The public boo-hooing has already begun over the first tangible outputs of President Bush’s education reform package in Tennessee. Large numbers of schools are reporting failing grades in the first set of results to come in under testing required for the No Child Left Behind program.
The great thing about such results for all the regular players in the education debate is that they get to present their same old arguments without appearing to be contradicted by reality. Public school bashers get to bash. Conservatives get to talk about school choice and lambast the teachers’ unions. Teachers get to say it proves that they need pay raises. Liberals get to make points about economic determinism.
About the only group left holding the bag are the school administrators who’ve been in charge of these schools for years. They get to say it proves the need to change the school reform program.
No Child Left Behind was Bush’s big education package back in the days of compassionate conservatism, and it passed Congress with bipartisan support after the roughest conservative edges got filed off and a few liberal concerns were addressed. Overall, it was a decent attempt to find a middle ground in an educational battlefield that frequently has little to do with helping children.
The centerpiece of the program is “enhanced accountability,” which is a hairy-chested way of saying more testing. The idea is to identify those schools with problems and force them to make changes, while offering additional help for the children who attend those schools. Schools are graded on a binary pass or fail basis, which can be harsh in its absolutism, but then sometimes you need to get people’s attention.
When the results came in, 47 percent of Tennessee public schools were reported as having failed to meet the federal standards. But, in reality, it’s not all that bad.
The new testing regimen calls not just for overall testing, but also for reporting scores for nine different subgroupsincluding whites, blacks, Hispanics, poor, disabled and limited English proficiency students. If a school fails in a single one of the nine categories, it’s considered to have failed to meet federal standards.
Moreover, the law shuts a significant loophole. Bush proclaimed great results from a similar type of program he initiated when governor of Texas, although subsequent scrutiny showed that much of the progress came from schools finding ways to avoid testing students who were likely to drag down averages. The new law requires that 95 percent of students in each subgroup be tested, and schools can be rated as failing if they fail to reach the threshold in a single subgroup.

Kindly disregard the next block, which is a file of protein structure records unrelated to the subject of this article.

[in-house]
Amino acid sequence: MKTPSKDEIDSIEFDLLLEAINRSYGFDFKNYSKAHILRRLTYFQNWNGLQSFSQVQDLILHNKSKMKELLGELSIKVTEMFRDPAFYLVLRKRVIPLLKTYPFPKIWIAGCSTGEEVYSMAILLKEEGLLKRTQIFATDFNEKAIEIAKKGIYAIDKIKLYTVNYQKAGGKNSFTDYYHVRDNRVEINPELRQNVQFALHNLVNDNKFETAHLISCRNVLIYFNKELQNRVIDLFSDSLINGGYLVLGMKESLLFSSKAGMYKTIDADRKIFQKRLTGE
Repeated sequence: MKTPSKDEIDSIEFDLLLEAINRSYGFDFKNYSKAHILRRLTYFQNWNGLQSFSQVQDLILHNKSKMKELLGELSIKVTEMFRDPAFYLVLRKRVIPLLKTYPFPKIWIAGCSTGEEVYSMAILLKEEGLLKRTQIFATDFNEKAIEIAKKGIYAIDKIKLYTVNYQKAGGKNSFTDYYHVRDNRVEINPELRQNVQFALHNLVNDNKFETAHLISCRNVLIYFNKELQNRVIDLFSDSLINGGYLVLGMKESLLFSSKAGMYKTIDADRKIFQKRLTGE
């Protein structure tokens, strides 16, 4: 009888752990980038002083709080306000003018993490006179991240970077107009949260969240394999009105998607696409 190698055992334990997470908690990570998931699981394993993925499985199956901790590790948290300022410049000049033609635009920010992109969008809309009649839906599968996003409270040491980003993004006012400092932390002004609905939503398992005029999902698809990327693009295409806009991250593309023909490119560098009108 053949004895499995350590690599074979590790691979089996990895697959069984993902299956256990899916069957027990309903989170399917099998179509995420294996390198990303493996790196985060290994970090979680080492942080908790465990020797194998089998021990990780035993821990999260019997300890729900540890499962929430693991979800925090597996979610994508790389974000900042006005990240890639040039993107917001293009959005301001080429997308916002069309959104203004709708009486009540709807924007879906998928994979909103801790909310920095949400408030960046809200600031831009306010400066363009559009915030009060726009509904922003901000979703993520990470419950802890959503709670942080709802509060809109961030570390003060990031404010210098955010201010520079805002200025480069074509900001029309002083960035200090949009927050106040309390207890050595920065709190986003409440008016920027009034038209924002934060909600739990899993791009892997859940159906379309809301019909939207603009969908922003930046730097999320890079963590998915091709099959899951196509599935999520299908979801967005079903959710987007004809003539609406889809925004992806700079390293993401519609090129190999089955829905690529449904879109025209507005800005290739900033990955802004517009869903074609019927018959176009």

This last point explains a lot about the high failure rate. About two-thirds of the schools that failed did so because they missed the requirements on a single measurement, frequently by small margins. From a management standpoint, that’s good news because a lot of schools will be able to declare victory by focusing on rectifying a small problem.
Some others may find themselves with a “whack-a-mole” kind of problemeach time they knock down one nagging little deficiency, they find they have slipped just below the mark in another area. On one level, this is kind of comical, but it’s going to drain a lot of energy and attention from the really big problems that matter more.
Tennessee, after all, already has a pretty good handle on the school accountability issue. The state has one of the better testing programs in the nation, and it has identified a list of schools with serious problems and targeted them for remediation. The state’s program had only about 70 schools in the crosshairs, but that’s because the program was more focused. By definition, most schools are mediocre, and sending administrators into a tizzy over patching up those at the low end of mediocre is a less pressing issue than dealing with the schools in a state of crisis.
The advent of the new federal program invites leaders to focus on solving the easy problems first. The initial public metrics in Year Two or Year Three or Year Four will be how many schools get off the listeven though being on the list isn’t that big a problem for most of the schools to begin with. The academies of despair will have to wait in line, again.
The virtue in the federal program lies in its universality. The requirement for every school to do right by every child is a powerful moral imperative in keeping with the most eloquent line of Bush’s election campaigna determination not to give in to “the soft bigotry of low expectations.”
There are still questions remaining about the federal government’s commitment to follow through with the high-minded promises. Actual funding in support of the legislation has been much stingier than its bright promise would indicate. Schools that fail are supposed to get more assistance to meet goals, while children forced to attend such schools are supposed to get more options.
Bush’s visit to Kirkpatrick Elementary School in Nashville school this week was ostensibly to celebrate the availability of tutoring services for poor children at that school.
The reality of relief may fall more heavily on state and local governments, who pay for 90 percent of the education tab anyway. What the federal program will do is make it possible for a wider range of politicians to claim credit for improvements in the schools even though little is being added on a substantive level to what is already in place in Tennessee. Politics is all about getting credit.
Of course, progress will be made. Schools will focus on test performance if that’s how they’re going to be evaluated. One of the lessons management science has learned over the last two decades is this: Whatever is being measured will exhibit improvement. It’s in the nature of the bureaucratic beast.
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